The New Yorker’s RBG tribute is hauntingly understated
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The cover of The New Yorker’s Oct. 5 issue, on sale Monday, pays tribute to the late Supreme Court Justice Ruth Bader Ginsburg with a hauntingly understated illustration by Bob Staake. In a short post about the image published this morning, Françoise Mouly, the magazine’s art editor, writes,
Ginsburg spent nearly three decades on the country’s highest bench, and five decades as a tireless scholar, teacher, and advocate of equality. To commemorate her, the artist Bob Staake said, he “needed to think of a graphic metaphor that embodied Ginsburg’s life and legacy.” He wanted something that was “honest and no-nonsense,” like Ginsburg, and he landed on her lace collar, a symbol not just of Ginsburg but, in Staake’s drawing, of women everywhere.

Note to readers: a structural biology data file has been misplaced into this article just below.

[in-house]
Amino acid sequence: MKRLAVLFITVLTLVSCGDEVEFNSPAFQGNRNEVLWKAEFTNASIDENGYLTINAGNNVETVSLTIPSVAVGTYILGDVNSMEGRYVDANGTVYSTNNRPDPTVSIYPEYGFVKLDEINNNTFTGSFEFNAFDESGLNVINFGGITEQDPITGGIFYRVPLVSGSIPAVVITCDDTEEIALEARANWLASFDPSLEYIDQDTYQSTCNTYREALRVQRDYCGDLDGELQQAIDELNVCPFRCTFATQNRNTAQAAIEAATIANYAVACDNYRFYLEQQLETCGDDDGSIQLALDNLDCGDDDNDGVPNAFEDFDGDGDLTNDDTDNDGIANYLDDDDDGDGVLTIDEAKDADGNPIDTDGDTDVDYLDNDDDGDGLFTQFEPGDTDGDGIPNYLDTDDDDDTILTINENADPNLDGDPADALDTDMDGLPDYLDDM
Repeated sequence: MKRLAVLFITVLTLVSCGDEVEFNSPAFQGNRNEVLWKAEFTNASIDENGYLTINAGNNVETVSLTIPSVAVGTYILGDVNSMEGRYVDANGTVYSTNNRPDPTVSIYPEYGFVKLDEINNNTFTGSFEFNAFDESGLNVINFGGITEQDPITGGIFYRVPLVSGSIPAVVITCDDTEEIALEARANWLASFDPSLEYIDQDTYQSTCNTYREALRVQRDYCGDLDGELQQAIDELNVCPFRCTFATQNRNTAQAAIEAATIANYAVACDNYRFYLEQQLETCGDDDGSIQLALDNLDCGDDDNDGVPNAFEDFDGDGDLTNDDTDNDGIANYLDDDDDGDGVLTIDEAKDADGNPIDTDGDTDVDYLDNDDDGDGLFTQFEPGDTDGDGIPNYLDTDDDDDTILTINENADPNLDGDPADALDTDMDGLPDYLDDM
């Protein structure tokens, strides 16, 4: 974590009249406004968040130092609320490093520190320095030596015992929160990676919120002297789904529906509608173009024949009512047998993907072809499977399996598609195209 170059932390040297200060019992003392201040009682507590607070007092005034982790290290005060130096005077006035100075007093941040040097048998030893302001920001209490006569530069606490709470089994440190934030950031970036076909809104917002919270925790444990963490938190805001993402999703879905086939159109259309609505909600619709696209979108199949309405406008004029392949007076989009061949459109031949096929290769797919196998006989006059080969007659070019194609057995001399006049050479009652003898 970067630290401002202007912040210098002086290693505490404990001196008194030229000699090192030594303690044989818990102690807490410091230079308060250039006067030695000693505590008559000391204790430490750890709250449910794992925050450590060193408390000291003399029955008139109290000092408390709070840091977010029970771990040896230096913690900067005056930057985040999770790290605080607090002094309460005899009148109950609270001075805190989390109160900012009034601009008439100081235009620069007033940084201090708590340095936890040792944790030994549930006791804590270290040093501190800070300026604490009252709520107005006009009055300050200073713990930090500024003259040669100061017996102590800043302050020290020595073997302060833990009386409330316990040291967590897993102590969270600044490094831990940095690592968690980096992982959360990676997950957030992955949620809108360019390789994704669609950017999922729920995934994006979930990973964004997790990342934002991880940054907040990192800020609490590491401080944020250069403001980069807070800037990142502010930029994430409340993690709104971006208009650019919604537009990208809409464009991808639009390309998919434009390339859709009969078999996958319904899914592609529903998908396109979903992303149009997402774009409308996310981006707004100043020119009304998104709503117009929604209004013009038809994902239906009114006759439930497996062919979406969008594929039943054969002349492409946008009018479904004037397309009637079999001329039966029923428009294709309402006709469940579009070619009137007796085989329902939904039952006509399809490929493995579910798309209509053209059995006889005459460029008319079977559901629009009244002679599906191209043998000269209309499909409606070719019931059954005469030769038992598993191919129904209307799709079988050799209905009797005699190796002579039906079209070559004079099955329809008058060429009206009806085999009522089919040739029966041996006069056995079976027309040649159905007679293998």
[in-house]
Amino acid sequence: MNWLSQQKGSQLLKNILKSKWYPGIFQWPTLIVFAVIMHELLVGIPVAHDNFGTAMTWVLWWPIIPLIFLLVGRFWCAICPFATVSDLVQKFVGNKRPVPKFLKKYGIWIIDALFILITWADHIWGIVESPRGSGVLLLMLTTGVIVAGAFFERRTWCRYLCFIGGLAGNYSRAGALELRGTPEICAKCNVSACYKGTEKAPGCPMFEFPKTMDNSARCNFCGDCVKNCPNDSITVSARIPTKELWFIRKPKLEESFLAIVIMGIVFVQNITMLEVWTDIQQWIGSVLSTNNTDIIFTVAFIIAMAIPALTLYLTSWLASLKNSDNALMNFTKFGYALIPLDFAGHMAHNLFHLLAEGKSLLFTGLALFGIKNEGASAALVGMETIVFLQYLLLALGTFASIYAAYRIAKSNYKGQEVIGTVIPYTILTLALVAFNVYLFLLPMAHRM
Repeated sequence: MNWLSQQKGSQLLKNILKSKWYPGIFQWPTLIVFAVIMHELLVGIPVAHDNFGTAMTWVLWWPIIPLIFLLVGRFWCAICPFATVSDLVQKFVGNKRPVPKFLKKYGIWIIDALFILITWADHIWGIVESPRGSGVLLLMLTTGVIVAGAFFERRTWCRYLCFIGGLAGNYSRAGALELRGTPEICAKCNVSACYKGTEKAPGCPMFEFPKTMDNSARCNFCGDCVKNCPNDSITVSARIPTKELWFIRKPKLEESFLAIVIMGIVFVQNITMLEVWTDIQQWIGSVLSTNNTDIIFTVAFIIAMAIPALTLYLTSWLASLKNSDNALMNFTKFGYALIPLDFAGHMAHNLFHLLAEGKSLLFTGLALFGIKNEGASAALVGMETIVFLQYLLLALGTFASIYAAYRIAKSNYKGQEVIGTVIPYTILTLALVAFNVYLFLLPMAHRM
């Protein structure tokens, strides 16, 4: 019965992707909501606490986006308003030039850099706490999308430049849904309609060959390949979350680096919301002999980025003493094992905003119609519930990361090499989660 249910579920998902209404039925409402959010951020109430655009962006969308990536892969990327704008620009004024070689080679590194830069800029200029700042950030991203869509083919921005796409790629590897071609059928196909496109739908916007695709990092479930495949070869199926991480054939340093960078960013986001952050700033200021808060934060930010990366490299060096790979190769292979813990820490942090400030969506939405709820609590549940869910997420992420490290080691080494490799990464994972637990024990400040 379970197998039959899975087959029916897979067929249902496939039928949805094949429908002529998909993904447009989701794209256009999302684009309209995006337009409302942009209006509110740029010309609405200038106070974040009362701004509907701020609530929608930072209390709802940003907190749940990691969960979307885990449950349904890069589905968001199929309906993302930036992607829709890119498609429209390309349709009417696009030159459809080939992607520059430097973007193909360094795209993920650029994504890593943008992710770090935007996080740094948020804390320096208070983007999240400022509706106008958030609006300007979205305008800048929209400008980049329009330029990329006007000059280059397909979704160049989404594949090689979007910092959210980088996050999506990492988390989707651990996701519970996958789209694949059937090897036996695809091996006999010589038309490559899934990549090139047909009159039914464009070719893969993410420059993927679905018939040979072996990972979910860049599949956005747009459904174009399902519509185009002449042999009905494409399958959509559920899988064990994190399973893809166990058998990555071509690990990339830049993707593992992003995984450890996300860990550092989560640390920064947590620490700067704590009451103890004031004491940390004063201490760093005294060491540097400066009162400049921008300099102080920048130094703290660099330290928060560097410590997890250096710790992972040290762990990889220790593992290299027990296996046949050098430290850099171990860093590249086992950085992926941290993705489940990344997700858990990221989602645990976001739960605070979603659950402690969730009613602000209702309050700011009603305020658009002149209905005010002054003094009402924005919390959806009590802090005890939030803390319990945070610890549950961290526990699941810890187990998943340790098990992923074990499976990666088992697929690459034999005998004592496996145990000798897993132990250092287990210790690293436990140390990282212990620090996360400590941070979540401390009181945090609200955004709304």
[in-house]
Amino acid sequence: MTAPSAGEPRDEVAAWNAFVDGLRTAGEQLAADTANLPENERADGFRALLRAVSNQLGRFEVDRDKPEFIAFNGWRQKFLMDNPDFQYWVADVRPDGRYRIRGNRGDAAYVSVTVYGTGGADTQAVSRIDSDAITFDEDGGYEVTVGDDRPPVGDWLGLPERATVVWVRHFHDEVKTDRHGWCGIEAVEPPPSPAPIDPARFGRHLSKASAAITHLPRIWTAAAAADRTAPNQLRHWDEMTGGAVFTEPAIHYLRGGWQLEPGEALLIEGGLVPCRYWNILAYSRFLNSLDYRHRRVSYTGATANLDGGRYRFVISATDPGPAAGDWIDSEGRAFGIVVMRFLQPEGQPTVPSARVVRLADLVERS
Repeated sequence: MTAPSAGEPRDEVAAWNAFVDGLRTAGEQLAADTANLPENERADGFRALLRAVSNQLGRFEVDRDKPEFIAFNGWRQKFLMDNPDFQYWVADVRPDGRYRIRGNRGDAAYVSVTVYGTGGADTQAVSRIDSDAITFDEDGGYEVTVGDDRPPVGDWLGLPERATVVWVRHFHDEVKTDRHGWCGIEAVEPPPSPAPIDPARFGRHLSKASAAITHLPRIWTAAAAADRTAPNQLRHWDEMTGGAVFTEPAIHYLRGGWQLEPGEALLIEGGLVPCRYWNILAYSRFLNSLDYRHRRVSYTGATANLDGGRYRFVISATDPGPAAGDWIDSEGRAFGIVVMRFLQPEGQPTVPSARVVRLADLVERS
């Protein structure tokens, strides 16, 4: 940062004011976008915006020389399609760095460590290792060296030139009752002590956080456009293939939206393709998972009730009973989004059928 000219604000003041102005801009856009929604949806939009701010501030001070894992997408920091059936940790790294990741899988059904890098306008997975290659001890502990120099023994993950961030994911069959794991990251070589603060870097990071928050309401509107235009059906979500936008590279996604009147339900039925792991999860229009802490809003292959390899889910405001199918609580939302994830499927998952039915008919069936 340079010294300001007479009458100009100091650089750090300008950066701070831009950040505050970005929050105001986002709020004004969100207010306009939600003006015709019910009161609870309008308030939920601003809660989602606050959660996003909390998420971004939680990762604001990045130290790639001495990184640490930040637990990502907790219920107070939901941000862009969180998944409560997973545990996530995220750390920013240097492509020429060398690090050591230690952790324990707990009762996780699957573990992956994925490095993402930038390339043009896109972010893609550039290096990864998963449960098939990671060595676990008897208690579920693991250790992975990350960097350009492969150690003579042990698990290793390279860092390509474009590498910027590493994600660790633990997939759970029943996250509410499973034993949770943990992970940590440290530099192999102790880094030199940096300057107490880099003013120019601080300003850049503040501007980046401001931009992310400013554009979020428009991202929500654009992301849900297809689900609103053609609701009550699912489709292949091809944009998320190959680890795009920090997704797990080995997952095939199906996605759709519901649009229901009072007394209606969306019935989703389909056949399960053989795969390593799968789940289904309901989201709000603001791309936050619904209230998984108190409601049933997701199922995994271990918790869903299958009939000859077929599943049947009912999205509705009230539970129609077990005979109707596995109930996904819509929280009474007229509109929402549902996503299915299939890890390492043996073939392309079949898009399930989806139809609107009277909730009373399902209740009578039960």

The result is an image that quietly references Ginsburg’s iconic look in a way that’s instantly recognizable while simultaneously foregrounding the emotional weight of her absence.
In her post, Mouly directs readers to some of the essays about RBG that The New Yorker has been publishing, including Jill Lepore on the justice’s dissents and Jeffrey Toobin on the politics of filling her seat. Keep reading here.